Some say the exciting plots of ‘Chicago Hope’ lack medical accuracy. But the drama’s creator says caution <i> is </i> exercised--and that people know too much to be fooled. : False Hope?


An AIDS patient with six months to live is deliberately infected with life-threatening malaria by an enthusiastic hospital researcher.

A devoted wife becomes pregnant so the brain cells of her fetus can be “harvested” in the operating room to treat her husband’s Parkinson’s disease.

With inflammatory story lines like these, some viewers of “Chicago Hope” are wondering if the Monday night doctor drama is giving false hope to real people with incurable diseases.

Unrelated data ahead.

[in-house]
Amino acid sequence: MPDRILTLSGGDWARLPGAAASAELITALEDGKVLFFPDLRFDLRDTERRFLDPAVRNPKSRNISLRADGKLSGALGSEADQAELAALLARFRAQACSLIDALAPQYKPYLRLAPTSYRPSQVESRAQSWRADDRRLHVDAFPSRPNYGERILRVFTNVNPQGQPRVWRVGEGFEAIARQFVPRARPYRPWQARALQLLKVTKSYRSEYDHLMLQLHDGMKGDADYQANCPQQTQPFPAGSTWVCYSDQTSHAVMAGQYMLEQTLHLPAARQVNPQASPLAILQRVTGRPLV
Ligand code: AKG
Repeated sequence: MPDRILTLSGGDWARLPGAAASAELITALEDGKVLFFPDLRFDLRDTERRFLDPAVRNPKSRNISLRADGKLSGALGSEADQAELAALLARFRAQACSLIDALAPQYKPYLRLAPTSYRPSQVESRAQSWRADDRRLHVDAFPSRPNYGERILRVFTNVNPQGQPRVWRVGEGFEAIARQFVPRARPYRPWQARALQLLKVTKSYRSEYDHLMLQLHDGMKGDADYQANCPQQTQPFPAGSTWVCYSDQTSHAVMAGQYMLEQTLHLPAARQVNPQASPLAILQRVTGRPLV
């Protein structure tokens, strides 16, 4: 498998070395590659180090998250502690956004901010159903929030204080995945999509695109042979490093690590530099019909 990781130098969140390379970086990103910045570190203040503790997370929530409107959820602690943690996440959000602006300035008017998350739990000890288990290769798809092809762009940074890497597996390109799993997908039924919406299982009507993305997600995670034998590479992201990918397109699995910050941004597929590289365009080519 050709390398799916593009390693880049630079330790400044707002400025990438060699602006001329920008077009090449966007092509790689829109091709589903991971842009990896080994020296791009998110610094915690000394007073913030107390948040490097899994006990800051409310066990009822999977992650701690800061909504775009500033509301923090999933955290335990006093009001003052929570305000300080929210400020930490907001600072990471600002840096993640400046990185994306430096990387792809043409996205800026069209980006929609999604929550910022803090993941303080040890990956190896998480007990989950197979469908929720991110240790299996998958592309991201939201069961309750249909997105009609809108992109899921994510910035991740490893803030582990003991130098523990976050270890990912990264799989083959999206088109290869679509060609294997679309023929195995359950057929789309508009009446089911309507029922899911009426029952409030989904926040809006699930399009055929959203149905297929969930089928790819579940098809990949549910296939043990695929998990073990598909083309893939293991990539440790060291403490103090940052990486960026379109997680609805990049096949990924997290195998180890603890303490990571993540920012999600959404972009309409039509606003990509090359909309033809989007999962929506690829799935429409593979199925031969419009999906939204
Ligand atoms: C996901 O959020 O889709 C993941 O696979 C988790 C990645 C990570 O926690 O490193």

But “Hope” creator David Kelley counters that such emotional stories reflect the legal and ethical dilemmas that define the ever-changing practice of medicine. “When there is reason to be cautious, when there are problems, when there is futility, we try to emphasize that in our story,” he says.


Still, Kelley concedes, "(Viewers) don’t always hear that part. Perhaps they do get caught up with the hope.”

Since February, dozens of viewers have complained in letters and phone calls about Kelley’s highly rated show. Parkinson’s patients, medical researchers, ethicists and AIDS activists are accusing writers of creating exciting plots at the expense of patient hopes and medical accuracy.

Officials of the American Parkinson Disease Assn. say they now regret helping the show prepare its March 20 episode on fetal tissue transplants--a politically volatile procedure that has raised hot protest from abortion opponents. The program, critics say, was riddled with inaccuracies.